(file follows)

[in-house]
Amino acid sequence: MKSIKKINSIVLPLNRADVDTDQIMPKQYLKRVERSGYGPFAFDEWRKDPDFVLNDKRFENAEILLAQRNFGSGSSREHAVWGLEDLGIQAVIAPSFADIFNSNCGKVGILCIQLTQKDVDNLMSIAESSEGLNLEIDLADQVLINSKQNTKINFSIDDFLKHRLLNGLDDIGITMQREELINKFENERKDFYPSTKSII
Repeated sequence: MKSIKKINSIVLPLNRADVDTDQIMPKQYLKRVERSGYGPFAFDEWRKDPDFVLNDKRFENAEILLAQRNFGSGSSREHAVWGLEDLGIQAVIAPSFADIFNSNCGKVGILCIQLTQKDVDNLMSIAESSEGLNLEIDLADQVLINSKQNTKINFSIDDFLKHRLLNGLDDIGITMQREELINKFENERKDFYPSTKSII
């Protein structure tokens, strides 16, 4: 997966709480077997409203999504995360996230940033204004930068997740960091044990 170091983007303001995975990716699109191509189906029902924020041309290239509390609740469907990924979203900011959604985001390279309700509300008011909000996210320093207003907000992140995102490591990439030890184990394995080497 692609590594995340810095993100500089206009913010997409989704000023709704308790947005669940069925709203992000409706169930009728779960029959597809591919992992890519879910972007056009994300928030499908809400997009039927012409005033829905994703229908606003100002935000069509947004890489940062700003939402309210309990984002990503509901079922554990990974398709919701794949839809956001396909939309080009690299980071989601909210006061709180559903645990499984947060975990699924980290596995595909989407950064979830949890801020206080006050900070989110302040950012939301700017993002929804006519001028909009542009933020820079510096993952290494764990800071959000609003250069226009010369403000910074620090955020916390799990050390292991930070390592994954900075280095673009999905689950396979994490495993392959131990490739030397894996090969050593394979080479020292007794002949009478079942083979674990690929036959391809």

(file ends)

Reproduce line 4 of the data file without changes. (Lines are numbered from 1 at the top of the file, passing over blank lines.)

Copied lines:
């Protein structure tokens, strides 16, 4: 997966709480077997409203999504995360996230940033204004930068997740960091044990 170091983007303001995975990716699109191509189906029902924020041309290239509390609740469907990924979203900011959604985001390279309700509300008011909000996210320093207003907000992140995102490591990439030890184990394995080497 692609590594995340810095993100500089206009913010997409989704000023709704308790947005669940069925709203992000409706169930009728779960029959597809591919992992890519879910972007056009994300928030499908809400997009039927012409005033829905994703229908606003100002935000069509947004890489940062700003939402309210309990984002990503509901079922554990990974398709919701794949839809956001396909939309080009690299980071989601909210006061709180559903645990499984947060975990699924980290596995595909989407950064979830949890801020206080006050900070989110302040950012939301700017993002929804006519001028909009542009933020820079510096993952290494764990800071959000609003250069226009010369403000910074620090955020916390799990050390292991930070390592994954900075280095673009999905689950396979994490495993392959131990490739030397894996090969050593394979080479020292007794002949009478079942083979674990690929036959391809």